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Graham rips the FBI for the briefing, Feinstein on alleged Chinese espionage, but keeps trump in the dark on the Russians

Sen. Lindsey Graham, R-S. C., slammed the FBI about the alleged double standards of the bureau dealing with a suspected Chinese spy in sen Dianne Feinstein,D-Calif., office.

(AP/Reuters)

Sen. Lindsey Graham crack the FBI this week about an alleged double standards, such as the office of an alleged Chinese spy on sen Dianne Feinstein employees are treated compared to how it handled the Russian contacts with the trump campaign consultant years later.

As revealed in the recent reports in the press, the FBI briefed the Democratic senator about the alleged Chinese spy who was then away from your office.

By contrast, the Bureau seemed to be then-candidate Donald Trump in the dark on the Russia-suspicion — starts an event, which will later be taken over by special Counsel Robert Müller.

“Though, I guess the FBI is care in the identification of employees with potential ties to the Chinese government and the provision of Senator Feinstein with a defensive briefing, I am deeply saddened that the Trump was the campaign not be granted the same treatment to the ancestors when the FBI began that the campaign staff of George Papadopoulos, Carter Page, Michael Flynn, and Paul Manafort, had improper relations with the Russian government,” Republican Sen. Graham, of South Carolina, wrote to FBI Director Christopher Wray.

“It seems that not then-candidate Donald Trump or the trump campaign, the officials with a defensive briefing, it relates to the FBI, the Bureau decided for the use of a confidential informant and a dossier, financed by the Democratic National Committee, to launch an unprecedented counter-espionage investigations in the trump campaign,” Graham.

Reports of alleged Chinese espionage in Feinstein’s San Francisco office emerged earlier this month, although the incident took place around five years. The employee reportedly served as Feinstein driver, but also took on additional tasks in the office, such as working as a link to the countries of the Asian-American community in California.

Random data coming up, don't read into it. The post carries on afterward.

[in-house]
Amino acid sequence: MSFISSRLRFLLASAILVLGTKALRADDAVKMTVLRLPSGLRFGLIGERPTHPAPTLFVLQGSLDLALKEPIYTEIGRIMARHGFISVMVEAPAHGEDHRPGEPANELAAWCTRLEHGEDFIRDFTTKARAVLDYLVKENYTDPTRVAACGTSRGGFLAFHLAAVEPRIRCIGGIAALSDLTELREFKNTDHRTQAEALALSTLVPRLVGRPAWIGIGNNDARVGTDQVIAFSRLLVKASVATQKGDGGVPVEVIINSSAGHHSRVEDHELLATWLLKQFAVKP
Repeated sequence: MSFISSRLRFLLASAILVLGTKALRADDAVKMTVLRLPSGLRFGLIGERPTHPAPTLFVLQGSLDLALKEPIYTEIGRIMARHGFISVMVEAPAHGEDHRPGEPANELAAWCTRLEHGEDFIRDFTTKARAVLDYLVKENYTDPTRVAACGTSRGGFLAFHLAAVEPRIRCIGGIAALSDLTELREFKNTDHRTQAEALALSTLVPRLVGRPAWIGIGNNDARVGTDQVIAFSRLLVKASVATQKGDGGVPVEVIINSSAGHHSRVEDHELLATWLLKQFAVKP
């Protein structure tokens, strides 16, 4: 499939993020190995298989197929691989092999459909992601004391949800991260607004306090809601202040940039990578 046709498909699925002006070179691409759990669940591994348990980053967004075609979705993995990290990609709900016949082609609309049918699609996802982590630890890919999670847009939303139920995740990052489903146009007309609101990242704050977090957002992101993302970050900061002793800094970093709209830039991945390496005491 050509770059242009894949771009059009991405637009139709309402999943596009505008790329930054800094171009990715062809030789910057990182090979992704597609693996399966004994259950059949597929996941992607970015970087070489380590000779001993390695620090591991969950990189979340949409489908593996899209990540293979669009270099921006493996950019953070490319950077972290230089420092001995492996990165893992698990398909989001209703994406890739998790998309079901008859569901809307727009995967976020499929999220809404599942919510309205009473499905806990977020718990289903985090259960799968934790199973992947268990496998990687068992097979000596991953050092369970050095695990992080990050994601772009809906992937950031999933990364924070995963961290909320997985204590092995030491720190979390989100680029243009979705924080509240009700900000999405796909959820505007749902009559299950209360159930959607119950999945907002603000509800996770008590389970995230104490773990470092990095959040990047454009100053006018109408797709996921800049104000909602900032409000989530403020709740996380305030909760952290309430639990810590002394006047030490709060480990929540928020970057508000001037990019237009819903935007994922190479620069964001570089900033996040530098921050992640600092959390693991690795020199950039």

The employee allegedly visited the Chinese Consulate events on behalf of the senator and was recruited after he became friends with someone from China Ministry of state security.

“Five years ago, the FBI has shared with me, it had concerns that the company was seeking an administrative member of my California staff potentially, to provide the Chinese government’s information,” Feinstein said in a statement earlier this month. “He was not a Snitch, or a spy, but someone who thought a foreign intelligence service, it could recruit.”

Feinstein said that the FBI “reviewed the matter” and “shared his concerns”. The employee was then immediately out of your office. Feinstein claimed that the employee had “never had access” to classified or confidential information.

“The FBI informed me of any compromise of national security information,” she said.

Graham is not the only member of Congress to complain about the FBI’s approach for the two cases. The senator pointed to a Fox News report from earlier this month, where House Intelligence Chairman Devin Nunes, R-Calif., made a similar statement.

“The defensive briefing, like the one that Senator Feinstein, is a typical response to such situations,” Nunes said in a statement to Fox News. “The refusal of the Trump campaign is a defensive briefing, and instead of the opening of a vast counter-intelligence investigation of American citizens, is one of many alarming way that the intelligence for executives dramatically from the usual procedure in your trump campaign investigation.”

Graham pressed to reveal the FBI, the specific Protocol for the instruction of politicians, and campaigns on the “potential espionage threats” over the last 10 years, and pushed for an answer why the Bureau Trump treated differently than Feinstein.

Graham is also the requirement of information is what defensive briefings, if any, were given to the Trump, or his campaign, when concerns about his employees.

A retired FBI special agent and the former national speaker who has served in the Bureau during the period, the Feinstein investigation, but not specifically on the case, John Iannarelli, told Fox News that the procedure could have been different, based on the narrow scope of Feinstein’s accusations.

“The Feinstein investigation was very tight, in the sense of who her target was, considering that the Trump investigation seems to be much wider,” Iannarelli told Fox News.

He also suggested that the FBI familiar Feinstein with the information.

“If you are conducting a public corruption investigation, if you are looking for someone who will work for the official but have nothing to show that the official is involved, they can inform to prevent the officials that the investigation will not be damaged,” he said.

Earlier this month, the FBI’s opinion is not rejected, why Trump was the same kind of briefing as Feinstein when the investigation began, and when the Foreign Intelligence Surveillance Act were guaranteed the opposite side.

Brooke Singman is a political Reporter for Fox News. You can follow her on Twitter at @Brooke FoxNews.

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